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The Japanese Occupation of Vietnam, 1940-45

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TranHungDao View Drop Down
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  Quote TranHungDao Quote  Post ReplyReply Direct Link To This Post Topic: The Japanese Occupation of Vietnam, 1940-45
    Posted: 12-Oct-2009 at 12:06

Originally posted by lirelou

There was no resistance to the Japanese! That's a myth. Cite me a single instance of Viet Minh 'resistance' to the Japanese. I know of one 'battle', and that was waged as the war was ending for specific purposes. The enemy was the French! The Japanese were inclined to recognize Vietnamese independence, albeit under a more conservative group.

Pretty astonish to even read this. Confused

For the longest time, my father refused to buy Japanese cars citing Japanese attrocities in Vietnam.  He used to buy only American.  Of course, he drives Japanese now since one of my siblings works for the world's biggest car company, which sadly is no longer GM.  Hint:  Employee discount. LOL

BTW, what exactly is your definition of "resistance"?


 The U.S. Office of Strategic Services (OSS, the forerunner of the CIA) allies with Ho Chi Minh and his Viet Minh guerrillas to harass Japanese troops and to help rescue downed American pilots. Ho Chi Minh becomes “Agent 19” under the supervision of MAJ Archimedes Patti.

http://www.1913intel.com/2008/04/06/world-war-two-summary-outline-of-key-events/


Vietnam By Nick Ray, Peter Dragicevich, Regis St. Louis


In 1941 Ho formed the League for the Independence of Vietnam, much better known as the Viet Minh, which resisted the Japanese and carried out extensive political activities during WWII. Despite its nationalist program, the Viet Minh was, from its inception, dominated by Ho’s communists. But Ho was pragmatic, patriotic and populist and understood the need for national unity.

WWII BREAKS OUT


When France fell to Nazi Germany in 1940, the Indochinese government of Vichy France collaborators acquiesced to the presence of Japanese troops in Vietnam. For their own convenience the Japanese left the French administration in charge of the day-to-day running of the country. For a time, Vietnam was spared the ravages of the Japanese occupation and things continued much as normal. However, as WWII drew to a close, Japanese rice acquisitions, in combination with floods and breaches in the dikes, caused a horrific famine in which two million of North Vietnam’s 10 million people starved to death. The only forces to opposed both the French and Japanese presence in Vietnam were the Viet Minh and Ho Chi Minh received assistance from the US government during this period. (page 32, 33)



http://books.google.com/books?id=Wmhv70_iaIgC&pg=PA33&lpg=PA33&dq=viet+minh++japanese+occupation+vietnam&source=bl&ots=Mc-CCJ7xK9&sig=jys0_XaQAxbfmF-9mvpSe_D2h2E&hl=en&ei=hjLTSpzUK4uEswPjjY3wCw&sa=X&oi=book_result&ct=result&resnum=5&ved=0CBwQ6AEwBA#v=onepage&q=viet%20minh%20%20japanese%20occupation%20vietnam&f=false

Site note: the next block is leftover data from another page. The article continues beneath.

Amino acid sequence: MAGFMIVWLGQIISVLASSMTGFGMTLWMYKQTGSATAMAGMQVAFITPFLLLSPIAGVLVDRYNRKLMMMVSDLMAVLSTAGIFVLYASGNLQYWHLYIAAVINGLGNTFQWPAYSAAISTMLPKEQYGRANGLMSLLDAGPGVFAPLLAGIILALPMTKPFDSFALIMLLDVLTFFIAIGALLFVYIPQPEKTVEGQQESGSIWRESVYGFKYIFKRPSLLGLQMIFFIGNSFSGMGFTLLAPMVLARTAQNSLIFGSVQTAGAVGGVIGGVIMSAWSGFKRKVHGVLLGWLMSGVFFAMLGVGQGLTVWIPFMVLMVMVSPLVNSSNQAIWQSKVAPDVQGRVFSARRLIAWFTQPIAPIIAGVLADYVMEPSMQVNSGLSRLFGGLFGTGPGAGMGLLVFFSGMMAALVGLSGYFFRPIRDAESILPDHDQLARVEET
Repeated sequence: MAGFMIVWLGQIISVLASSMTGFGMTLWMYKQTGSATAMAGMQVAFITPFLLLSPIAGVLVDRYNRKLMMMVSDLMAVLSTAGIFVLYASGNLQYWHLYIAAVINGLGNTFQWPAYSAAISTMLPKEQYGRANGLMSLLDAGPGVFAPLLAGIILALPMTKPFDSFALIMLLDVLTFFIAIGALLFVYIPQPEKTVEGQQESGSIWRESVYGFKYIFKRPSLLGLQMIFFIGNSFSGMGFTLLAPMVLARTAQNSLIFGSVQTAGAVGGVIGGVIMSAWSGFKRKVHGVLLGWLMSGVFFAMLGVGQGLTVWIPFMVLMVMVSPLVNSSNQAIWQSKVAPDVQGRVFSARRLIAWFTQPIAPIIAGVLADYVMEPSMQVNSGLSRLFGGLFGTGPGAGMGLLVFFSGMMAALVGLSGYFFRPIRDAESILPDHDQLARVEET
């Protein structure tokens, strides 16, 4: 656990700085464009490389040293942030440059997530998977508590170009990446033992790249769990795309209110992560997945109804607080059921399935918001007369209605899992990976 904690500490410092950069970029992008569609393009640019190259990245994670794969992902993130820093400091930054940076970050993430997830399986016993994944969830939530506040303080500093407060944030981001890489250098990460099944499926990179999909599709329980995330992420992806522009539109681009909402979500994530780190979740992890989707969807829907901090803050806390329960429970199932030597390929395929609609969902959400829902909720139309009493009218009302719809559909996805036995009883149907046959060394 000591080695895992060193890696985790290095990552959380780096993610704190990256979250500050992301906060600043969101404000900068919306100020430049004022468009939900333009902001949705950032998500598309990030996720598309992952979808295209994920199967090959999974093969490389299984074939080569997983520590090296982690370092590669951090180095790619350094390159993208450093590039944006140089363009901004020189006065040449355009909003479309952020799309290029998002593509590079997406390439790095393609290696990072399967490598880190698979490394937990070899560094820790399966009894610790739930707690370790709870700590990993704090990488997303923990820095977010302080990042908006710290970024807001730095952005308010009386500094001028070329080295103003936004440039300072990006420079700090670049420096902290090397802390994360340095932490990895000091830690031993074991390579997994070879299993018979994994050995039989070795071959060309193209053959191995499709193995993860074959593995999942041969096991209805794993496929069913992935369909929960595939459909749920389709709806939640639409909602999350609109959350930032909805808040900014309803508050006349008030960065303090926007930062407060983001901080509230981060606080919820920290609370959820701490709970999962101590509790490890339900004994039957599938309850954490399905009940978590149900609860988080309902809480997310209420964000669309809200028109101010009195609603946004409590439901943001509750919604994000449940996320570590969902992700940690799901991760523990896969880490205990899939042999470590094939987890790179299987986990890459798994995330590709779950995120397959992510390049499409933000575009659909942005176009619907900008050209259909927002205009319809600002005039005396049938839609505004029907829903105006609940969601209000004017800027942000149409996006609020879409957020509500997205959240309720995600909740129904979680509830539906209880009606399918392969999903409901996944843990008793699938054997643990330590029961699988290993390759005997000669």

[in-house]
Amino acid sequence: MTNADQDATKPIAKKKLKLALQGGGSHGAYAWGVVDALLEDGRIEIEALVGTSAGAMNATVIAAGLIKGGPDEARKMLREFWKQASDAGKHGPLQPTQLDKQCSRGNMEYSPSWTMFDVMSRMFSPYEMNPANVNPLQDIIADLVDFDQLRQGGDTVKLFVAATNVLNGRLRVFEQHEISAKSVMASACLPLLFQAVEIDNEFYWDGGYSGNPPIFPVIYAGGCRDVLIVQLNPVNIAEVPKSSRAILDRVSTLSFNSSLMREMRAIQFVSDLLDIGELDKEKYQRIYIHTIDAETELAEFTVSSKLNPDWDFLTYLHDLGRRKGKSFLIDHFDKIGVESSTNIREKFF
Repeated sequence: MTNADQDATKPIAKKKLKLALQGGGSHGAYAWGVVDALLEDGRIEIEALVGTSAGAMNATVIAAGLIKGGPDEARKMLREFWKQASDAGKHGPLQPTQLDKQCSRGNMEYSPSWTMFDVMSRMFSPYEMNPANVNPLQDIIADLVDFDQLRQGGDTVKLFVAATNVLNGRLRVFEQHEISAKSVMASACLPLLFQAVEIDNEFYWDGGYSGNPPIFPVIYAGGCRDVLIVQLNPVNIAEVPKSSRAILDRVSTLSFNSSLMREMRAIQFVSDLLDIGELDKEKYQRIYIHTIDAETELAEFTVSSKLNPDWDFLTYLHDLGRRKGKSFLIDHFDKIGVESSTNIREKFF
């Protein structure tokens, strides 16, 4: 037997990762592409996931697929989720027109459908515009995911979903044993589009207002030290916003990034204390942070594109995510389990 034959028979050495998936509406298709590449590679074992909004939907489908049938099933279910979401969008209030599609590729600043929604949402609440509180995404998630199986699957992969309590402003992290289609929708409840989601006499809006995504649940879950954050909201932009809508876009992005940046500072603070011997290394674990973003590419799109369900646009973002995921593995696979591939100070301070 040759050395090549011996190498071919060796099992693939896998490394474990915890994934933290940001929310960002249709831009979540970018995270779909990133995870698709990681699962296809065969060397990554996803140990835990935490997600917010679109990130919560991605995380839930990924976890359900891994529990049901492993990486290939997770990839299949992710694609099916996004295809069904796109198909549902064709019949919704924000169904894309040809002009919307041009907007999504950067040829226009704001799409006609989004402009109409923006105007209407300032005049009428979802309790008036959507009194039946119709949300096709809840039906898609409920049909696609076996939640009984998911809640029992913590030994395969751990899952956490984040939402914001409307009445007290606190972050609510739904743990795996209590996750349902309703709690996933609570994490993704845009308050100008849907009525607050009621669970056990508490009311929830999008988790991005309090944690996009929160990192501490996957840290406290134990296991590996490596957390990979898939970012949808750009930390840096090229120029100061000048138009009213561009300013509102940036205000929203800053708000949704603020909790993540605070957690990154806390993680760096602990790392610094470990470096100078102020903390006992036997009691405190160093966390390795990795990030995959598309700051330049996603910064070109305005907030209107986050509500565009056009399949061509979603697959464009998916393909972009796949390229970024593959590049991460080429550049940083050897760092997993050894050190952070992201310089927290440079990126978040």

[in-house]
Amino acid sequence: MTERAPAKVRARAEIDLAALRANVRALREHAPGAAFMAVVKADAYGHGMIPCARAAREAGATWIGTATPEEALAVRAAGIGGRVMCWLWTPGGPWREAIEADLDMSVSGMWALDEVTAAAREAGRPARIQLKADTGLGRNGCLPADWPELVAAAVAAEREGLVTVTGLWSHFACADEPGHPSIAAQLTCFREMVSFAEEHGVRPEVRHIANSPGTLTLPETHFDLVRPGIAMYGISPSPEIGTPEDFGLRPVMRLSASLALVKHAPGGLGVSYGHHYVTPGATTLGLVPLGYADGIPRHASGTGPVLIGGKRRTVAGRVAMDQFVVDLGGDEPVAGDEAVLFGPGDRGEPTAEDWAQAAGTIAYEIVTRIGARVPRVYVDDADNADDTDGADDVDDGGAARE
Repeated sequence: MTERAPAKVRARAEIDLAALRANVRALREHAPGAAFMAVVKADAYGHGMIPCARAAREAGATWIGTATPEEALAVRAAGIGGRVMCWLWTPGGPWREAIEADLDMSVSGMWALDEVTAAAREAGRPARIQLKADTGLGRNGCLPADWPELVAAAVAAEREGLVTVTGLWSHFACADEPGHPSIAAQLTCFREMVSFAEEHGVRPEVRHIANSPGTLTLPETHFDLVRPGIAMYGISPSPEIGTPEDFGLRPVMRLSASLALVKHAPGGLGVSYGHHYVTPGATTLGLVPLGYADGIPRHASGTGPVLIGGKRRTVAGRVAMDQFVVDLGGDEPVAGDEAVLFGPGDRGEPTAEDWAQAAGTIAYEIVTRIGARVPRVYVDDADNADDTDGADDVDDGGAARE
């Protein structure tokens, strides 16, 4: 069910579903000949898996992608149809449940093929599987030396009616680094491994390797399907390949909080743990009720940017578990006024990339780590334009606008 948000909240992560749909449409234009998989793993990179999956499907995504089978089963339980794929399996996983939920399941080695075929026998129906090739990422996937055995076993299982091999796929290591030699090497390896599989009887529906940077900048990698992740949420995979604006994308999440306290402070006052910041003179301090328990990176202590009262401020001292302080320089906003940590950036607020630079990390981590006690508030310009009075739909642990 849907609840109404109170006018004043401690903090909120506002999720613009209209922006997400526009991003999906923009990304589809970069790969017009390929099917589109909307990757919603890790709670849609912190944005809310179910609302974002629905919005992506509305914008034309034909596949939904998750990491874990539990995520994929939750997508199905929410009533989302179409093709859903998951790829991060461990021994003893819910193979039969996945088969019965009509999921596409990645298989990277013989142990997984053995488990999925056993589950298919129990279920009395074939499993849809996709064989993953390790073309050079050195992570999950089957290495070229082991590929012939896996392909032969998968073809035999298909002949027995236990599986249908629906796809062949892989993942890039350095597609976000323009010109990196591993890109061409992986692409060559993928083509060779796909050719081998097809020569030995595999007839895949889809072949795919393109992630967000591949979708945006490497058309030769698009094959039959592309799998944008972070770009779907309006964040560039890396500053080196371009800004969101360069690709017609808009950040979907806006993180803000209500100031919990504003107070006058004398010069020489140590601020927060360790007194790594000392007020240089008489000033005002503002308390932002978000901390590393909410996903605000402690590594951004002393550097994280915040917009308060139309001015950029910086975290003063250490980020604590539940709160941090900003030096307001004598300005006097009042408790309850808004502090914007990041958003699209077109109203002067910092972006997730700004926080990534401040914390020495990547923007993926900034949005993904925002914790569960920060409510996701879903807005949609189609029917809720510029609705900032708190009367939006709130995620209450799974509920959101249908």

Oddly enough, the source immediately above is from a travel info book from lonelyplanet.com. But it is clearly citing genuine scholarly sources. 

P.S.  More sources to come....



Edited by TranHungDao - 12-Oct-2009 at 12:11
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  Quote TranHungDao Quote  Post ReplyReply Direct Link To This Post Posted: 12-Oct-2009 at 12:11

The African American experience in Vietnam: brothers in arms

By James E. Westheider

Sometime in early 1945, a small American military mission parachuted into the rugged countryside of northern Vietnam. The men went to assist a band of Vietnamese guerillas who called themselves the “Vietminh” and were fighting the Japanese occupation of Vietnam. “Vietminh”, which loosely translated means “freedom fighters”, was short for “Viet Man Doc Lap Dong Minh”, or “the Vietnamese League for Independence.” It was organized in May 1941 by three men who would play a major role in America’s war in that country, Pham Van Dong, Vo Nguyen Giap, and the leader of the movement, Ho Chi Minh. (p. 17)

In 1940, Japanese troops occupied French Indochina, including Vietnam. France was in no position to resist the invasion of the Nazi’s Pacific ally, having just been defeated by Germany and forced into a humbling surrender. The Japanese were brutal overlords, exploiting the Vietnamese people and seizing the rice, rubber and coal that their empire needed. In resisting the Japanese, Vietnamese nationalist leaders saw an opportunity to strike a blow against yet another foreign invader and further the cause of independence. Ho returned to Vietnam in 1941 to organize the Vietminh. But the new Vietminh presented itself as a nationalist, not a communist movement, and since Nguyen Ai Quoc was a well-known communist, he changed his name to Ho Chi Minh to downplay his communist ties.